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What urban flight means for the future of work

White-collar work is a pillar of the big city, but due to the coronavirus pandemic, that pillar might be crumbling. We may not be facing a mass exodus, but many urbanites have already packed their bags and headed to greener, less crowded pastures. And if they haven’t moved already, those that remain may not be far behind.

There was more than a 50% increase in people looking to leave New York City in October compared to the previous year. What’s more, the amount of vacant office space in Manhattan is at its highest rate since 2009, with commercial property sales in the city dropping by nearly 50% this fall, and occupancy rates in metro area apartments are expected to continue to decline in 2021.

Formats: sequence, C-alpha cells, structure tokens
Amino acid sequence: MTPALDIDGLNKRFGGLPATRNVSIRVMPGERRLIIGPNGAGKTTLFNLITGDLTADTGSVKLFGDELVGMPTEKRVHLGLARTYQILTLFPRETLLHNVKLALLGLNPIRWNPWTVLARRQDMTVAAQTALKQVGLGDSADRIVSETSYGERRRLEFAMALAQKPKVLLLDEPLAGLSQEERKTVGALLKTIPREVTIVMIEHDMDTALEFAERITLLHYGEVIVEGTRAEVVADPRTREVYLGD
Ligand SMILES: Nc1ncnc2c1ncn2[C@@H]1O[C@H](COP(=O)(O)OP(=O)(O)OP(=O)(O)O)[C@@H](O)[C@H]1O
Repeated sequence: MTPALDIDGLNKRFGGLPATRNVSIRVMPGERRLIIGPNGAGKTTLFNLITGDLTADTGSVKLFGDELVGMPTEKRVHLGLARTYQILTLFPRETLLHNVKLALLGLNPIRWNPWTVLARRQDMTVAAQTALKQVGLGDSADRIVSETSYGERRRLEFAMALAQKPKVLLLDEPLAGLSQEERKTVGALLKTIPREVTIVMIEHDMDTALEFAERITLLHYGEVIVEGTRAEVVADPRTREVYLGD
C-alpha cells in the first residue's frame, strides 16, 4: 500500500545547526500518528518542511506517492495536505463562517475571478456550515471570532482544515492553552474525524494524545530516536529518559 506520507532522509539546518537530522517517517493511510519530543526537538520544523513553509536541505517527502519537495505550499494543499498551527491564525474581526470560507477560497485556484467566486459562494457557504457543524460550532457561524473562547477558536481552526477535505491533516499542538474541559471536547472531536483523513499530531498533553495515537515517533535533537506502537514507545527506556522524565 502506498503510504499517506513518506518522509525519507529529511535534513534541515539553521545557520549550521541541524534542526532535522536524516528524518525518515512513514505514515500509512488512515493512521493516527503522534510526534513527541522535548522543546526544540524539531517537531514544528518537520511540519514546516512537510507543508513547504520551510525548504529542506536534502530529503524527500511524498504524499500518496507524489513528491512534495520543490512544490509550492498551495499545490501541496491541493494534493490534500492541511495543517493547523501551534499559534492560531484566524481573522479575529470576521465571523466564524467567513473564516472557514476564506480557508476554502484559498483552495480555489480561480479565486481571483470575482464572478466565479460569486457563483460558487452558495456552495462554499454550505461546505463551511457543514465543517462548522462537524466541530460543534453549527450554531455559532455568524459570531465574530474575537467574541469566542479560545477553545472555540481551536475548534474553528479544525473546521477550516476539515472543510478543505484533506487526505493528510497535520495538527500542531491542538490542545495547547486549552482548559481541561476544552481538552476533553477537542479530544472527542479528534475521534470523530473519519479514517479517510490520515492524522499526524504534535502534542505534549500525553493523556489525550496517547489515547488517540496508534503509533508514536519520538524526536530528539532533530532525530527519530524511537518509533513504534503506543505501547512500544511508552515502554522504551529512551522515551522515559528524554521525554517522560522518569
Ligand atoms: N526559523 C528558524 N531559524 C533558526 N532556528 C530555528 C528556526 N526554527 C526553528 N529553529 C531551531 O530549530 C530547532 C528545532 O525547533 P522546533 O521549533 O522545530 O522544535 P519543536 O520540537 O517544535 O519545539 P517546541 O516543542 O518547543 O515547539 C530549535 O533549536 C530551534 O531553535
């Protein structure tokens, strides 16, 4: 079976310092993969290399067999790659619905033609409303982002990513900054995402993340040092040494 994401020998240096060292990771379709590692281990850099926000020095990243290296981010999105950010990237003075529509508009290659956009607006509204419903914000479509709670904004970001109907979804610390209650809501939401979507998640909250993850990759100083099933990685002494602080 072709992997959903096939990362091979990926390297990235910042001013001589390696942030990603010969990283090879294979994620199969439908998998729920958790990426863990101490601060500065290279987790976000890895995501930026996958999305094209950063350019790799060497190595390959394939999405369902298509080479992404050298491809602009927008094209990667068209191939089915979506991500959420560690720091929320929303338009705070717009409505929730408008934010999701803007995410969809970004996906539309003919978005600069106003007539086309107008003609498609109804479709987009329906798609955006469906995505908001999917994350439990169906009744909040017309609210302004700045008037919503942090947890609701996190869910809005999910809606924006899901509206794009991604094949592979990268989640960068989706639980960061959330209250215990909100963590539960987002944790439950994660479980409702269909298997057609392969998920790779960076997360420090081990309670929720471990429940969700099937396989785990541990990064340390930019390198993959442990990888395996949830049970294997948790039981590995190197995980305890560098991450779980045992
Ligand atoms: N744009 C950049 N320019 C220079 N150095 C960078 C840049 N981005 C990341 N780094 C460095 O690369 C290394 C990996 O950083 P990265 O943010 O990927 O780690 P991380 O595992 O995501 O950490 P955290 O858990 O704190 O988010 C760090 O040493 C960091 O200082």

Layer that with remote work entering the mainstream, and it’s no surprise that many business leaders are facing the conundrum of managing distributed workforces for the first time. Before the pandemic, only 1 in 5 workers who could do their jobs from home actually did. Now, over 70% of those employees are teleworking either all or most of the time, and nearly 40% say it’s now easier to balance work with family responsibilities. And while the seemingly overnight transition to remote work was overwhelming at first, the majority of workers have settled in, with 80% saying they’re able to meet deadlines on time, 77% saying they have an adequate workspace, and 68% able to complete their work without interruptions.

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